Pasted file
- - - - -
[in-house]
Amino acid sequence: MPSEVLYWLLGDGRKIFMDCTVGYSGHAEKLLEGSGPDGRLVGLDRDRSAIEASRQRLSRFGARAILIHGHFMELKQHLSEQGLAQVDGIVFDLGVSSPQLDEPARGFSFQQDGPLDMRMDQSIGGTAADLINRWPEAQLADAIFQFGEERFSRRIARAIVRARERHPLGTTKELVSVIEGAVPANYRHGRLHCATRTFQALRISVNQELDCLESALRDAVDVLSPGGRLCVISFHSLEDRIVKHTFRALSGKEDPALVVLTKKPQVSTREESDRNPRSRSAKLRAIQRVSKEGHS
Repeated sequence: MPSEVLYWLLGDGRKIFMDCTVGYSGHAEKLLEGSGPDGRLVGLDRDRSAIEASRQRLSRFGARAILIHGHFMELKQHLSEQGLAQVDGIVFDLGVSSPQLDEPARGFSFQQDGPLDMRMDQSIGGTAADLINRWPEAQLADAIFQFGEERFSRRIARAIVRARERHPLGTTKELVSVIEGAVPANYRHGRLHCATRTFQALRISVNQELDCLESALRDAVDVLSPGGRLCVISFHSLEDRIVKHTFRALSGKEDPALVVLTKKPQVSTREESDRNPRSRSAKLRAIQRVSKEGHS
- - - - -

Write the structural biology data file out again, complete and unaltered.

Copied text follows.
[in-house]
Amino acid sequence: MPSEVLYWLLGDGRKIFMDCTVGYSGHAEKLLEGSGPDGRLVGLDRDRSAIEASRQRLSRFGARAILIHGHFMELKQHLSEQGLAQVDGIVFDLGVSSPQLDEPARGFSFQQDGPLDMRMDQSIGGTAADLINRWPEAQLADAIFQFGEERFSRRIARAIVRARERHPLGTTKELVSVIEGAVPANYRHGRLHCATRTFQALRISVNQELDCLESALRDAVDVLSPGGRLCVISFHSLEDRIVKHTFRALSGKEDPALVVLTKKPQVSTREESDRNPRSRSAKLRAIQRVSKEGHS
Repeated sequence: MPSEVLYWLLGDGRKIFMDCTVGYSGHAEKLLEGSGPDGRLVGLDRDRSAIEASRQRLSRFGARAILIHGHFMELKQHLSEQGLAQVDGIVFDLGVSSPQLDEPARGFSFQQDGPLDMRMDQSIGGTAADLINRWPEAQLADAIFQFGEERFSRRIARAIVRARERHPLGTTKELVSVIEGAVPANYRHGRLHCATRTFQALRISVNQELDCLESALRDAVDVLSPGGRLCVISFHSLEDRIVKHTFRALSGKEDPALVVLTKKPQVSTREESDRNPRSRSAKLRAIQRVSKEGHS